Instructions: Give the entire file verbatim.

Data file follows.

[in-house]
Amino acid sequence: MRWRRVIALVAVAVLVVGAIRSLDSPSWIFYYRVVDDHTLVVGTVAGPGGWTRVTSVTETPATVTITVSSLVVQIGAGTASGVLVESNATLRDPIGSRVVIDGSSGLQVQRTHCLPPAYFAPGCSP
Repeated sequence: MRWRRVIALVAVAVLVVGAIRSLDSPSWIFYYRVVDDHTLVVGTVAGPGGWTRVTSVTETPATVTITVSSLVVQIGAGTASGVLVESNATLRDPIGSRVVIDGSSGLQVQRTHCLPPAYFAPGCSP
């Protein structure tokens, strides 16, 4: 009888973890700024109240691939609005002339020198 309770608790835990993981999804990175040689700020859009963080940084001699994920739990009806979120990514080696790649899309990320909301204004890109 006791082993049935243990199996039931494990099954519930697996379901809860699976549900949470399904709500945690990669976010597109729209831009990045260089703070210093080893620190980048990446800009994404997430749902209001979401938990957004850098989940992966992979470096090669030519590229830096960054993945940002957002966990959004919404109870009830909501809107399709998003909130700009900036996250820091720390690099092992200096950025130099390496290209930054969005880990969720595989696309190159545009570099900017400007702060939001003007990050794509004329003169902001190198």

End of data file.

[in-house]
Amino acid sequence: MRWRRVIALVAVAVLVVGAIRSLDSPSWIFYYRVVDDHTLVVGTVAGPGGWTRVTSVTETPATVTITVSSLVVQIGAGTASGVLVESNATLRDPIGSRVVIDGSSGLQVQRTHCLPPAYFAPGCSP
Repeated sequence: MRWRRVIALVAVAVLVVGAIRSLDSPSWIFYYRVVDDHTLVVGTVAGPGGWTRVTSVTETPATVTITVSSLVVQIGAGTASGVLVESNATLRDPIGSRVVIDGSSGLQVQRTHCLPPAYFAPGCSP
């Protein structure tokens, strides 16, 4: 009888973890700024109240691939609005002339020198 309770608790835990993981999804990175040689700020859009963080940084001699994920739990009806979120990514080696790649899309990320909301204004890109 006791082993049935243990199996039931494990099954519930697996379901809860699976549900949470399904709500945690990669976010597109729209831009990045260089703070210093080893620190980048990446800009994404997430749902209001979401938990957004850098989940992966992979470096090669030519590229830096960054993945940002957002966990959004919404109870009830909501809107399709998003909130700009900036996250820091720390690099092992200096950025130099390496290209930054969005880990969720595989696309190159545009570099900017400007702060939001003007990050794509004329003169902001190198």